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Over the next year local organisations in Cramond will plant more trees and bulbs as focal points for remembrance.
The first tree, a Sessile oak, was planted outside Cramond Kirk Halls by pupils from Cramond Primary and Cargilfield School.
The Cramond Commemorates initiative now hopes to involve families, individuals, schools, church and community groups in providing trees and bulbs for public spaces and gardens in the area.
Stuart Richardson, chair of the project, said: “Covid-19 has inflicted pain and loss on many through illness and death. And social isolation and restrictions have taken their toll on people of all ages.
“It’s important to have somewhere to go, where people can reflect, remember, grieve, or celebrate a loved one’s life. Hopefully they will find solace in the act of planting beautiful living memorials in Cramond, Barnton and Cammo.”
The Rev Ian Gilmour, locum minister at Cramond Kirk, said the idea for Cramond Commemorates had come out of another initiative Imagine Cramond, which asked people to think three years ahead, and describe what they would like to see in their community beyond the pandemic. It attracted 220 entries and an exhibition was held at cthe hurch halls.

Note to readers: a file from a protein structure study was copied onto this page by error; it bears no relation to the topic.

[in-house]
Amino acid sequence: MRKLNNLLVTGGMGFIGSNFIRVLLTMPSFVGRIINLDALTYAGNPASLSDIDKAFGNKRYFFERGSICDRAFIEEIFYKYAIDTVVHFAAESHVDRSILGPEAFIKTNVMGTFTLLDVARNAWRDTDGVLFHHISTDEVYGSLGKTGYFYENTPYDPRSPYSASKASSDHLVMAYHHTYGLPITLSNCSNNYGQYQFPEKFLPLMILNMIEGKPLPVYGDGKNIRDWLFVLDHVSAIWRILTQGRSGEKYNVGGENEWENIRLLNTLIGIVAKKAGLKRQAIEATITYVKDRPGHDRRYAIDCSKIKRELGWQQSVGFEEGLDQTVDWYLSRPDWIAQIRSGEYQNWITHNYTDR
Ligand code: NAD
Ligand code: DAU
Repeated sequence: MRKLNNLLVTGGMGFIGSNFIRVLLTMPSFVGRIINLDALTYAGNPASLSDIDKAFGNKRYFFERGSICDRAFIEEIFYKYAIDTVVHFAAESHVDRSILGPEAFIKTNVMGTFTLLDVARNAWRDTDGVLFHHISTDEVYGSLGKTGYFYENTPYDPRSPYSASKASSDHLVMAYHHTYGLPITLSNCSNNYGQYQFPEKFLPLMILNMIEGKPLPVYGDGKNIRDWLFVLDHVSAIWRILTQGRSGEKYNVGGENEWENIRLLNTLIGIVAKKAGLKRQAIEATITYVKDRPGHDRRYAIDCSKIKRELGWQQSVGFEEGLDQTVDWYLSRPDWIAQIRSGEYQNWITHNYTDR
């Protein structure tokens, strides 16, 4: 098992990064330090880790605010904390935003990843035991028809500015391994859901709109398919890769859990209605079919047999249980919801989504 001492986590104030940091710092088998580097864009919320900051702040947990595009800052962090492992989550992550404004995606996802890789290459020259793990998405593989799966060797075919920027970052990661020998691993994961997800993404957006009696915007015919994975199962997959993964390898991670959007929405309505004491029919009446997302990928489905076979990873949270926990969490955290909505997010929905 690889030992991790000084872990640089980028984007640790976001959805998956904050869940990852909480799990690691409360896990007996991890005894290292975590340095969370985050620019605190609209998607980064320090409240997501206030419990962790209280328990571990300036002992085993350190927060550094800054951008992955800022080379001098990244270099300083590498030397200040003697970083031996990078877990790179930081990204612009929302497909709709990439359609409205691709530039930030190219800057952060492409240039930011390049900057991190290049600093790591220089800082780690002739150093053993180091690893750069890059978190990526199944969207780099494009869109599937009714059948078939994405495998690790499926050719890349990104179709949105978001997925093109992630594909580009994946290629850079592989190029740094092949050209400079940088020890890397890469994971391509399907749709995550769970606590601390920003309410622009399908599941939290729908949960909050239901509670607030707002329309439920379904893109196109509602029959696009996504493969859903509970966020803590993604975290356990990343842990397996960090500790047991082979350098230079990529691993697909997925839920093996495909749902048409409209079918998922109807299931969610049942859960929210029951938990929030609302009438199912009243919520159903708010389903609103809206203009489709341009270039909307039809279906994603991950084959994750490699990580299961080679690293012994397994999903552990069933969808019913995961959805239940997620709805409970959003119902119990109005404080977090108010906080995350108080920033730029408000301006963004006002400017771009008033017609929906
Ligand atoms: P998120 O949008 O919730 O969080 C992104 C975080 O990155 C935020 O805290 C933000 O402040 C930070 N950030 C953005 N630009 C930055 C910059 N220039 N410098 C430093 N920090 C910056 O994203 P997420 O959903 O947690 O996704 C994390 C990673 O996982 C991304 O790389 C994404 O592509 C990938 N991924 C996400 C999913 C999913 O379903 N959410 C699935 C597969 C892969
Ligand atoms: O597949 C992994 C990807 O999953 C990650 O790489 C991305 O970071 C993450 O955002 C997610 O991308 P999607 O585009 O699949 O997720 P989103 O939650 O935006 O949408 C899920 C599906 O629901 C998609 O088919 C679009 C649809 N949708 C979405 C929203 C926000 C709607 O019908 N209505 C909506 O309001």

Mr Gilmour said: "The schools, Cramond Primary and Cargilfield, were both heavily involved and the children by and large came up with eco themes - they wanted more trees planted and more plants that would be suitable for bees, as well as tidying up the shoreline and the River Almond.
"So out of that a small group of us, including the schools, thought commemorating everything that had been lost during the pandemic – not just people but also freedoms and schooling and parties and holidays – could be marked with one year of planting trees. It sits quite well with the council's City of a Million Trees which started in October.
"We’ve had quite a bit of interest and we’ve already raised about £300.”
People can pay £20 to have a tree planted or £2 for bulbs and a website will record what is being commemorated.
Once the costs of the project are met, any extra money raised will be channelled into planting more trees and bulbs.
Mr Gilmour said the response has been encouraging, not least from the school children.
"It has been hard trying to keep everyone focused on the future, particularly last winter with no singing, children's parties being cancelled and so on, I was pleased we were able to look ahead and children were able to engage creatively with planning for the future. Those kind of skills really help communities and help individuals for their future.”
The project has suggested people may wish to gift a tree to someone they know for Christmas, with the opportunity to choose from the available stock early in the new year or planting able to be arranged on their behalf.
The project can be contacted at [email protected]
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